Passing arguments to functions Twice?

I am trying to figure out how arguments work still. This is not the full code, just the aspect I’m trying to understand.

Here, you have the function lfo1 with 4 arguments: rate, low, high, and round.
in the “note” variable, for the “in” argument of DegreeToKey, you pass the lfo1 function, and you fill the arguments to lfo1 with:
rate: tempo2
low: 0
high: degreeNum
round: lfo1.(2,1,7,1) // This is what I’m asking about

I don’t understand what is happening second. First, you have the values being given to lfo1:


And I can understand that, but I can’t seem to wrap my head around what’s happening in the “round” argument. It’s passed the whole of lfo1 again, and given a new set of values for the arguments. So which ones are used? How does the “round” argument take the whole lfo1 function?

var lfo1 = {arg rate,low,high,round;,high).round(round)};
var	scale = Scale.melodicMinor; 
var	degreeNum = scale.size; 
var note =,
	    in: lfo1.(tempo*2,0,degreeNum*octRange,lfo1.(2,1,7,1)), // arguments passed to lfo1 twice
	    mul: 1,
	    add: octOffset).midicps;

The Function lfo1 is called twice with two different sets of arguments. In object-oriented terms, the Function itself is an object, and each time it’s called, it returns a new object (in this case a BinaryOpUgen, which you can think of as a sort of placeholder for the output of the lfo).

Considered in terms of modular synthesis, you have two of the same lfo with different settings, one of which is patched into one of the “cv inputs” of the other. The Function bound to variable lfo1 is just a recipe for making copies of this particular lfo on demand, and the ability to define these recipes and make these copies is part of what makes SC so powerful.

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Ok I think it’s starting to make sense.

So correct me if I’m wrong please, but here, lfo1’s “round” argument is getting an actual Signal, an LFNoise0, that is rounding to 1, so that the round argument is dynamically changing, and the end result would look something like this?:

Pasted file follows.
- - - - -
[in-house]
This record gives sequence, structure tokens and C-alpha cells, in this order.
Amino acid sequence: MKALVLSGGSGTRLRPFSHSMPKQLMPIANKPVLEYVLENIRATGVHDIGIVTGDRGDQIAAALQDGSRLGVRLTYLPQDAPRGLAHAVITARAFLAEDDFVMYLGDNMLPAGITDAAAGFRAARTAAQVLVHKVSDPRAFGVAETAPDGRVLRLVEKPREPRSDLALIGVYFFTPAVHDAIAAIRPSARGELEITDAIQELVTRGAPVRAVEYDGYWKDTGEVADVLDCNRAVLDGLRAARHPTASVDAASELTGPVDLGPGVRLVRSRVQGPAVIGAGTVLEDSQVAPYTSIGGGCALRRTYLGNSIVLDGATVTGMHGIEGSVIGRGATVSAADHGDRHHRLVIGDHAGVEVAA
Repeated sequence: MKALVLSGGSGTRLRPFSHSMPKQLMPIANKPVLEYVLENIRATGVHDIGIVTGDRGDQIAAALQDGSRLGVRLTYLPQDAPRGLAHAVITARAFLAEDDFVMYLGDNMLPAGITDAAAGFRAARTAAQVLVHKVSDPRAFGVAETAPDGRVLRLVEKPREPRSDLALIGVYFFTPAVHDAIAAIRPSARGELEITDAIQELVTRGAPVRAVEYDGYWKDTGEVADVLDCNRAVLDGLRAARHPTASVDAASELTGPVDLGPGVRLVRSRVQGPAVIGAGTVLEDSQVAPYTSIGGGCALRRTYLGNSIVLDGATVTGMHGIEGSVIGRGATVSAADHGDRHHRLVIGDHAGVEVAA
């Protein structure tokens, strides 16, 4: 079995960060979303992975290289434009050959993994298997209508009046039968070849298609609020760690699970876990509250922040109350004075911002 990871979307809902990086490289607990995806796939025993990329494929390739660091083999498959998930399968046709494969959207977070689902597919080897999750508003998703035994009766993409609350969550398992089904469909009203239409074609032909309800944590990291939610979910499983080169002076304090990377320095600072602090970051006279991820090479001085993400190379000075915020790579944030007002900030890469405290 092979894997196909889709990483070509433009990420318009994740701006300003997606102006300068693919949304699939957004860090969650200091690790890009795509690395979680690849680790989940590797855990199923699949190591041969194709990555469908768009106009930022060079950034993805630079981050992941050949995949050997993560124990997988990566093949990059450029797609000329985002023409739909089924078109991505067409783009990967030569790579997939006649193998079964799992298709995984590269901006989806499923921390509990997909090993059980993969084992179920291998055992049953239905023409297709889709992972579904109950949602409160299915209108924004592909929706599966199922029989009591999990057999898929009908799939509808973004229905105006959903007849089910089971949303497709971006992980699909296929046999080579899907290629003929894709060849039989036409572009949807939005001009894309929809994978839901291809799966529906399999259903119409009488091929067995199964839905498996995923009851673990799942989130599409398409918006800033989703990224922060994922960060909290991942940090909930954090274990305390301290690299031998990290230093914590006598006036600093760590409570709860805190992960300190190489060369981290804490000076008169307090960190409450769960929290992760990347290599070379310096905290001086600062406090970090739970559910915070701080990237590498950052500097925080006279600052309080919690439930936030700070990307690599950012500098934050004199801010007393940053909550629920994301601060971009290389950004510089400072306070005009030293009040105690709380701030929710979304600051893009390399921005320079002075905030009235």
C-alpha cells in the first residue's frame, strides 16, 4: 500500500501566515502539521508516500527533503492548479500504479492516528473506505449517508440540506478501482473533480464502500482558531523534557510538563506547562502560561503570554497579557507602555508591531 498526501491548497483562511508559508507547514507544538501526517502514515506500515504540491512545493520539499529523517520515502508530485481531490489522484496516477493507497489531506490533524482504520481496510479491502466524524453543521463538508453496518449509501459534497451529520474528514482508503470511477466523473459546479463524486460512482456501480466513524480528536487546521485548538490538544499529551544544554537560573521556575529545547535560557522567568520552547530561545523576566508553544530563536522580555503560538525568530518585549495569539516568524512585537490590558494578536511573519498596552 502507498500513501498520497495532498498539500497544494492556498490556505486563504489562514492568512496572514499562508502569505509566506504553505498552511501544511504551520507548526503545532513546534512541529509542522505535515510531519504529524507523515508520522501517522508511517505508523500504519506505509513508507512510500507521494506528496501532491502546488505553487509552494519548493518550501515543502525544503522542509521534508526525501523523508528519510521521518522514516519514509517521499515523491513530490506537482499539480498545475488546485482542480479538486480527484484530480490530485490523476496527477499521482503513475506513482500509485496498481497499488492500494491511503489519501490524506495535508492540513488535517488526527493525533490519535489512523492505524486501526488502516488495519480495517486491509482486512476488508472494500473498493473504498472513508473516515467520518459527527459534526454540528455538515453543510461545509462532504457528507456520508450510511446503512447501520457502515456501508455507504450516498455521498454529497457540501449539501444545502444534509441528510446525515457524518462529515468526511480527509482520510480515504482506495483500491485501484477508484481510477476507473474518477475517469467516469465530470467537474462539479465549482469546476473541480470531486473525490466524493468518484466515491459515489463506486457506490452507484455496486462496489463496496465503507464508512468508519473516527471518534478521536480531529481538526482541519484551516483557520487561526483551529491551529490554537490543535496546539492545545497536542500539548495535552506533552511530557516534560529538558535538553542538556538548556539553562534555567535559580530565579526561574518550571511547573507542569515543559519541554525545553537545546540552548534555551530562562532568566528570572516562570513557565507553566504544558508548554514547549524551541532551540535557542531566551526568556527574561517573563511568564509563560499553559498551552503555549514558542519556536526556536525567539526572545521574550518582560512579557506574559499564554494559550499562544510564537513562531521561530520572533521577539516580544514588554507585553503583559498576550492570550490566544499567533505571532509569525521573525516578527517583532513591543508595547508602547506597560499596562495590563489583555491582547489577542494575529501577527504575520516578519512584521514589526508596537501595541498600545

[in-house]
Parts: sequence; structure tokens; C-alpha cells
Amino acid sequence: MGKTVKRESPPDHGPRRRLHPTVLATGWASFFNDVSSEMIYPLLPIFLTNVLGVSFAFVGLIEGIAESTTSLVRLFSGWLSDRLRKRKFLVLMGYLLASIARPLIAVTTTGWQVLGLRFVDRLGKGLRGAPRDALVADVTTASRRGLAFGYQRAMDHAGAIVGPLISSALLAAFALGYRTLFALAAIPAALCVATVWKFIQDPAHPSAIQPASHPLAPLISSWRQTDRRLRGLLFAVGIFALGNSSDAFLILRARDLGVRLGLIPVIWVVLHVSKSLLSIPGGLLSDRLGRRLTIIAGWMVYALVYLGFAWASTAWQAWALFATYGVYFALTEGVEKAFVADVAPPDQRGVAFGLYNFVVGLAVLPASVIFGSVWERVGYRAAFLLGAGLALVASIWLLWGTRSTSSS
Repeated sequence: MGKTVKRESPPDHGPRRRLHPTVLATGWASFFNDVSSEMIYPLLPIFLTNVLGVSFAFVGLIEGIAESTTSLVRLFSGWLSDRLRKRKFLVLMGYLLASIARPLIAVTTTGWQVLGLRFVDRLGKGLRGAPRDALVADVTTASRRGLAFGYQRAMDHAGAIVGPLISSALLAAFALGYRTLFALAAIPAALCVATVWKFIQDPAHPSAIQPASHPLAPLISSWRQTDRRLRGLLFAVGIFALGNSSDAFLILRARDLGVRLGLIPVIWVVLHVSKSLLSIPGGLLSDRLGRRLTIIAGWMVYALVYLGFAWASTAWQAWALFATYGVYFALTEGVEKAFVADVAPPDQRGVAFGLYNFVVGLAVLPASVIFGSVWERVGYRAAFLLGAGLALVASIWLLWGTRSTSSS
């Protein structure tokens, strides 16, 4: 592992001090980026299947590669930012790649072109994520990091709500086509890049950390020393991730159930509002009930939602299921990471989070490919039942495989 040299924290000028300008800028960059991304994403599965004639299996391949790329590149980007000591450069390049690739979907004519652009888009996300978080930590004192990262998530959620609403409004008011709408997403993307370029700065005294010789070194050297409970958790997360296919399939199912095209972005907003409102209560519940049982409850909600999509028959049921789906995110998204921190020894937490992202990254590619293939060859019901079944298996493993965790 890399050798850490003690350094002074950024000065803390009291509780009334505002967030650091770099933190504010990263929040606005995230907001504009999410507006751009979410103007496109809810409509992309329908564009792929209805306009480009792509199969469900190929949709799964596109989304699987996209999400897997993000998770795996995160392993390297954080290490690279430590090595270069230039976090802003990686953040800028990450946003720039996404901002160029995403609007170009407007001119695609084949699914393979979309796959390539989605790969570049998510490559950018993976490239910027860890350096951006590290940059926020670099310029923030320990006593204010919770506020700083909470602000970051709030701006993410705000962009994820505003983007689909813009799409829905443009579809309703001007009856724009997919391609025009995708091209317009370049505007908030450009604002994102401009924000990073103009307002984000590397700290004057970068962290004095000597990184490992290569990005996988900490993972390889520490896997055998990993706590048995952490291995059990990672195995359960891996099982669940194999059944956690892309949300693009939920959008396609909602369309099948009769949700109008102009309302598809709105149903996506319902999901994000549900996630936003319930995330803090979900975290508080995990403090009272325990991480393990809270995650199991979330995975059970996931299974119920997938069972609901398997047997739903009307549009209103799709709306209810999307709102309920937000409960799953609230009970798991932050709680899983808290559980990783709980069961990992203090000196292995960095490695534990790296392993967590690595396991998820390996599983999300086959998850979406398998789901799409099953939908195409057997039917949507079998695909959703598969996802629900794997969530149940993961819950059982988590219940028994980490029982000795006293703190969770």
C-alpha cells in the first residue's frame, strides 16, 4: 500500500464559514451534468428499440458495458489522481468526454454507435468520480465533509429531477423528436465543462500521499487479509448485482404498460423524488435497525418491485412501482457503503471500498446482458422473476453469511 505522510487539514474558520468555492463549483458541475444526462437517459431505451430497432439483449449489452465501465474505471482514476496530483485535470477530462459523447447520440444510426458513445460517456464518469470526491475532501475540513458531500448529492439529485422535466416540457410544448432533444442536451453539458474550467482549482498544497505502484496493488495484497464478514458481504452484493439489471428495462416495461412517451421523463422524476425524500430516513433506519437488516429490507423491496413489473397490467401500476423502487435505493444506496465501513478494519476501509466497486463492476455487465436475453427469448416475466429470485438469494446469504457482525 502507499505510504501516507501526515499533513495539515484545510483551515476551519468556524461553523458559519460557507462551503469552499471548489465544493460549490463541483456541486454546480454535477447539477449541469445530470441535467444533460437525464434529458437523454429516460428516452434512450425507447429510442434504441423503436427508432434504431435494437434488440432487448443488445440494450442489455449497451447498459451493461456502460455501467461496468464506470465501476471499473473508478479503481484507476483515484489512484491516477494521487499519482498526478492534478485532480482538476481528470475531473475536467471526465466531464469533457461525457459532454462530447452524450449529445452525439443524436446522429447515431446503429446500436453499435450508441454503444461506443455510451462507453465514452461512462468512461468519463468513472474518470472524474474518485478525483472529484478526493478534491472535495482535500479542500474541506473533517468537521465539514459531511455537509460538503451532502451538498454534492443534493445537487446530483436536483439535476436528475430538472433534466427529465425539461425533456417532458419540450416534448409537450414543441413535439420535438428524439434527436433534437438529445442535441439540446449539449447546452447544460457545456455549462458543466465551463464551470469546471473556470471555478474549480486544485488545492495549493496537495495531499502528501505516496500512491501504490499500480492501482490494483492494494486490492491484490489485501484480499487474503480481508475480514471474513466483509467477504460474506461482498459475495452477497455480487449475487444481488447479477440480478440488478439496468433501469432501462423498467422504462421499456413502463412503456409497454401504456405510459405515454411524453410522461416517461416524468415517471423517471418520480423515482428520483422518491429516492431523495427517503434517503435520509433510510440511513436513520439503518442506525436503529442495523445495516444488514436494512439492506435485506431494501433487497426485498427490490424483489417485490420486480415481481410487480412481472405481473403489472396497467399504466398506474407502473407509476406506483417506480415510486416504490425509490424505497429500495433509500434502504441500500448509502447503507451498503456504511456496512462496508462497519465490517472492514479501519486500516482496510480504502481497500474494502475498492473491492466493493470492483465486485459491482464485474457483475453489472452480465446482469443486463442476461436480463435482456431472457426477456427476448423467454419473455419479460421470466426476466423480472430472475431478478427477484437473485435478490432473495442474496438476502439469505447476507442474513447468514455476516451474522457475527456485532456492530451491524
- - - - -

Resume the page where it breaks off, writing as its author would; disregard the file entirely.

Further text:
note =,
	in: {arg rate,low,high,rnd;,6).round(
		{arg rate,low,high,rnd;,7).round(1)})}

If I’m starting to understand correctly, it seems that SC is freaking powerful as HECK…

I’m curious how one knows what Class an argument will take? i.e. is there a method to call what values “round” would take?

I see the method help file, but it doesn’t say much. I see it can take a Signal, probably an Array? Floats and Integers?

Like is there something like: round: (datatype.postln))? (I know that’s not it, but maybe it makes sense)

Thank you!

Damn, I’m loving this…

Close! What you’re passing as the “in” argument to is: * 2).range(0, degreeNum * octRange).round(, 7).round(1))

So you can see how the arguments that you passed each time the lfo1 function was evaluated were substituted in order to produce the above expression.

I’m curious how one knows what Class an argument will take?

There are certainly people on this board with stronger computer science backgrounds than I have who could probably explain this more elegantly, but the short answer is that the class of an object passed as an argument often doesn’t matter in a strict sense; what matters is whether the object responds to the methods that will be called on it. This idea is called “polymorphism” and is characteristic of many object-oriented languages, including sclang.

To get a sense of how this works in practice, consider that in your example you’ve been able to pass both an Integer and a BinaryOpUgen as the “round” parameter of your Function. The Function doesn’t care what these objects “are”, it cares what they can “do”. To see more examples which will show you how central this idea is to the design of sclang, search the help browser for some common method names such as “play” and have a look at how many different classes implement those methods in different ways.

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Everything makes sense now…SuperCollider…my life…taxes…Furbies…


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